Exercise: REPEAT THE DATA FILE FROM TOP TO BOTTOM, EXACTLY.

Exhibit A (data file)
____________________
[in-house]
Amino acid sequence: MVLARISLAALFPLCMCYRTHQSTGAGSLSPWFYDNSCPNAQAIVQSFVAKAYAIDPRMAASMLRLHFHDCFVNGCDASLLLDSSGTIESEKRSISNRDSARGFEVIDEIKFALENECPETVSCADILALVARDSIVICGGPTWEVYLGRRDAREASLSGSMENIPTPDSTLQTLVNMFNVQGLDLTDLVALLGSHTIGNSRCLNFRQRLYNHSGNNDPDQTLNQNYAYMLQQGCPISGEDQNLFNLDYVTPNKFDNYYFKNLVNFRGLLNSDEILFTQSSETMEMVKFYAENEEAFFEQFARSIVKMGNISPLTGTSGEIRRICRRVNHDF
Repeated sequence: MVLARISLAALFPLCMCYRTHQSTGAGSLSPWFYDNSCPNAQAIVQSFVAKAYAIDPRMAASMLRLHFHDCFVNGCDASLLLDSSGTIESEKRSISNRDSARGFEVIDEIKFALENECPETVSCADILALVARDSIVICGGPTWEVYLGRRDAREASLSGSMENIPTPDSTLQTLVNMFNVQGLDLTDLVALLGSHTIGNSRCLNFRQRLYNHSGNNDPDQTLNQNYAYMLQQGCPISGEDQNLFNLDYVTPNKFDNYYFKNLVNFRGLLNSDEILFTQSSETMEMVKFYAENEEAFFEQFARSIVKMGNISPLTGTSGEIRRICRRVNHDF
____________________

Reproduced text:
[in-house]
Amino acid sequence: MVLARISLAALFPLCMCYRTHQSTGAGSLSPWFYDNSCPNAQAIVQSFVAKAYAIDPRMAASMLRLHFHDCFVNGCDASLLLDSSGTIESEKRSISNRDSARGFEVIDEIKFALENECPETVSCADILALVARDSIVICGGPTWEVYLGRRDAREASLSGSMENIPTPDSTLQTLVNMFNVQGLDLTDLVALLGSHTIGNSRCLNFRQRLYNHSGNNDPDQTLNQNYAYMLQQGCPISGEDQNLFNLDYVTPNKFDNYYFKNLVNFRGLLNSDEILFTQSSETMEMVKFYAENEEAFFEQFARSIVKMGNISPLTGTSGEIRRICRRVNHDF
Repeated sequence: MVLARISLAALFPLCMCYRTHQSTGAGSLSPWFYDNSCPNAQAIVQSFVAKAYAIDPRMAASMLRLHFHDCFVNGCDASLLLDSSGTIESEKRSISNRDSARGFEVIDEIKFALENECPETVSCADILALVARDSIVICGGPTWEVYLGRRDAREASLSGSMENIPTPDSTLQTLVNMFNVQGLDLTDLVALLGSHTIGNSRCLNFRQRLYNHSGNNDPDQTLNQNYAYMLQQGCPISGEDQNLFNLDYVTPNKFDNYYFKNLVNFRGLLNSDEILFTQSSETMEMVKFYAENEEAFFEQFARSIVKMGNISPLTGTSGEIRRICRRVNHDF